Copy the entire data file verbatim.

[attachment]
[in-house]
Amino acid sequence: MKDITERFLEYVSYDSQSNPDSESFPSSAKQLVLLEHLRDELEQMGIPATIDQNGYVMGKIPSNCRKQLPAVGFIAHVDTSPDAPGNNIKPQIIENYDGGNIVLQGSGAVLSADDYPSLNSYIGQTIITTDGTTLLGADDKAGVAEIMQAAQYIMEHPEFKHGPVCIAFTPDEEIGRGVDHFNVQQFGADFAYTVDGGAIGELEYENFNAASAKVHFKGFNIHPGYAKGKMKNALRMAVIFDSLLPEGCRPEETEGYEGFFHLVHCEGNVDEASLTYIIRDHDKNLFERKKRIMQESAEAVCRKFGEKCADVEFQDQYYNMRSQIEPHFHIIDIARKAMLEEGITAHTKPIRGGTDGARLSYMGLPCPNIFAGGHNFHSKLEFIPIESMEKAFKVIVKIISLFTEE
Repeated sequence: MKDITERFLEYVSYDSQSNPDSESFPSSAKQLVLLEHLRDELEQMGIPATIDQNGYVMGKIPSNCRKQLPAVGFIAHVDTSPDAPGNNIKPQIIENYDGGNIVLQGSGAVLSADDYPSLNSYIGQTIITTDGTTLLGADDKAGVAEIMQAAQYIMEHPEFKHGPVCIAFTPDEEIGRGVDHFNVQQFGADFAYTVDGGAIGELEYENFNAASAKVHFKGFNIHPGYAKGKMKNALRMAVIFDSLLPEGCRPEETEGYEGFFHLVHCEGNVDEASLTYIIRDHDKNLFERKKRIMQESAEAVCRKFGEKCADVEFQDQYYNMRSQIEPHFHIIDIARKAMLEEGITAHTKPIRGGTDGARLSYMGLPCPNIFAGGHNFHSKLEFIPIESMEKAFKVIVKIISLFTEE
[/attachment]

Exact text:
[in-house]
Amino acid sequence: MKDITERFLEYVSYDSQSNPDSESFPSSAKQLVLLEHLRDELEQMGIPATIDQNGYVMGKIPSNCRKQLPAVGFIAHVDTSPDAPGNNIKPQIIENYDGGNIVLQGSGAVLSADDYPSLNSYIGQTIITTDGTTLLGADDKAGVAEIMQAAQYIMEHPEFKHGPVCIAFTPDEEIGRGVDHFNVQQFGADFAYTVDGGAIGELEYENFNAASAKVHFKGFNIHPGYAKGKMKNALRMAVIFDSLLPEGCRPEETEGYEGFFHLVHCEGNVDEASLTYIIRDHDKNLFERKKRIMQESAEAVCRKFGEKCADVEFQDQYYNMRSQIEPHFHIIDIARKAMLEEGITAHTKPIRGGTDGARLSYMGLPCPNIFAGGHNFHSKLEFIPIESMEKAFKVIVKIISLFTEE
Repeated sequence: MKDITERFLEYVSYDSQSNPDSESFPSSAKQLVLLEHLRDELEQMGIPATIDQNGYVMGKIPSNCRKQLPAVGFIAHVDTSPDAPGNNIKPQIIENYDGGNIVLQGSGAVLSADDYPSLNSYIGQTIITTDGTTLLGADDKAGVAEIMQAAQYIMEHPEFKHGPVCIAFTPDEEIGRGVDHFNVQQFGADFAYTVDGGAIGELEYENFNAASAKVHFKGFNIHPGYAKGKMKNALRMAVIFDSLLPEGCRPEETEGYEGFFHLVHCEGNVDEASLTYIIRDHDKNLFERKKRIMQESAEAVCRKFGEKCADVEFQDQYYNMRSQIEPHFHIIDIARKAMLEEGITAHTKPIRGGTDGARLSYMGLPCPNIFAGGHNFHSKLEFIPIESMEKAFKVIVKIISLFTEE